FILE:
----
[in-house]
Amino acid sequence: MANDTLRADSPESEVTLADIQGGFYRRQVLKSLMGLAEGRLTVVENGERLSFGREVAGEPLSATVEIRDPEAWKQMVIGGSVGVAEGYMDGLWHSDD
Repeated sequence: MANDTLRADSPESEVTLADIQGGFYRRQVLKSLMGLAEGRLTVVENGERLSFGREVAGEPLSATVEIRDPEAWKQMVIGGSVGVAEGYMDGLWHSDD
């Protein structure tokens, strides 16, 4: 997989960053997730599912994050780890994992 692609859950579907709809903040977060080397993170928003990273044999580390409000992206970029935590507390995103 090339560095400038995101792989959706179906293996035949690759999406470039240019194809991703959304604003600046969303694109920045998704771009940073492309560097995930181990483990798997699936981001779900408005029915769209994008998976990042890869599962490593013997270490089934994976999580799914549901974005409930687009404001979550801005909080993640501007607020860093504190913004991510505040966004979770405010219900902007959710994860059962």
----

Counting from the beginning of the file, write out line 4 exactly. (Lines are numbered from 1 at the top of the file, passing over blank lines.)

């Protein structure tokens, strides 16, 4: 997989960053997730599912994050780890994992 692609859950579907709809903040977060080397993170928003990273044999580390409000992206970029935590507390995103 090339560095400038995101792989959706179906293996035949690759999406470039240019194809991703959304604003600046969303694109920045998704771009940073492309560097995930181990483990798997699936981001779900408005029915769209994008998976990042890869599962490593013997270490089934994976999580799914549901974005409930687009404001979550801005909080993640501007607020860093504190913004991510505040966004979770405010219900902007959710994860059962």